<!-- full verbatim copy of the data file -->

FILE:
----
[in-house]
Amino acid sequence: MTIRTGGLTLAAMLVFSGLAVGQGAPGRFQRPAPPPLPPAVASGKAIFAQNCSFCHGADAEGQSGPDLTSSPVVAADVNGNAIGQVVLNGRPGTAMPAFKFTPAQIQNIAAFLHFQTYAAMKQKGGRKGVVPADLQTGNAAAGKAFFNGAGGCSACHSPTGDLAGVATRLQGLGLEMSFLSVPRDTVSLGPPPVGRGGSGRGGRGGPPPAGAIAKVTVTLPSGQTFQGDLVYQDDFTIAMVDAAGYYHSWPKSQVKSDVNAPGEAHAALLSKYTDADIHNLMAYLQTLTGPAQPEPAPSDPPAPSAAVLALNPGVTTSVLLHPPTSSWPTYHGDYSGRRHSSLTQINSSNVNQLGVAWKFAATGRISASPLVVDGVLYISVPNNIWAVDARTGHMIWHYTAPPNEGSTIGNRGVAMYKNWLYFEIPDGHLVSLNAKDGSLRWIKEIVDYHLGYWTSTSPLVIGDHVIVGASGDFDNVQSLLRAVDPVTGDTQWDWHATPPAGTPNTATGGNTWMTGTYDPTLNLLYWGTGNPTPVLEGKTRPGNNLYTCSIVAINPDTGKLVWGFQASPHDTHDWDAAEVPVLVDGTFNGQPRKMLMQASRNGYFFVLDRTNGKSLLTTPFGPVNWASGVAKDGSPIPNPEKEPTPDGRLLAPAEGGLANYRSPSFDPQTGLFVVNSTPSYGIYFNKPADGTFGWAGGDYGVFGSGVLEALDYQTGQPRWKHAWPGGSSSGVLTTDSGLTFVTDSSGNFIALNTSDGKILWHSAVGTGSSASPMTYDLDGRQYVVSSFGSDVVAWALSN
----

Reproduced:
[in-house]
Amino acid sequence: MTIRTGGLTLAAMLVFSGLAVGQGAPGRFQRPAPPPLPPAVASGKAIFAQNCSFCHGADAEGQSGPDLTSSPVVAADVNGNAIGQVVLNGRPGTAMPAFKFTPAQIQNIAAFLHFQTYAAMKQKGGRKGVVPADLQTGNAAAGKAFFNGAGGCSACHSPTGDLAGVATRLQGLGLEMSFLSVPRDTVSLGPPPVGRGGSGRGGRGGPPPAGAIAKVTVTLPSGQTFQGDLVYQDDFTIAMVDAAGYYHSWPKSQVKSDVNAPGEAHAALLSKYTDADIHNLMAYLQTLTGPAQPEPAPSDPPAPSAAVLALNPGVTTSVLLHPPTSSWPTYHGDYSGRRHSSLTQINSSNVNQLGVAWKFAATGRISASPLVVDGVLYISVPNNIWAVDARTGHMIWHYTAPPNEGSTIGNRGVAMYKNWLYFEIPDGHLVSLNAKDGSLRWIKEIVDYHLGYWTSTSPLVIGDHVIVGASGDFDNVQSLLRAVDPVTGDTQWDWHATPPAGTPNTATGGNTWMTGTYDPTLNLLYWGTGNPTPVLEGKTRPGNNLYTCSIVAINPDTGKLVWGFQASPHDTHDWDAAEVPVLVDGTFNGQPRKMLMQASRNGYFFVLDRTNGKSLLTTPFGPVNWASGVAKDGSPIPNPEKEPTPDGRLLAPAEGGLANYRSPSFDPQTGLFVVNSTPSYGIYFNKPADGTFGWAGGDYGVFGSGVLEALDYQTGQPRWKHAWPGGSSSGVLTTDSGLTFVTDSSGNFIALNTSDGKILWHSAVGTGSSASPMTYDLDGRQYVVSSFGSDVVAWALSN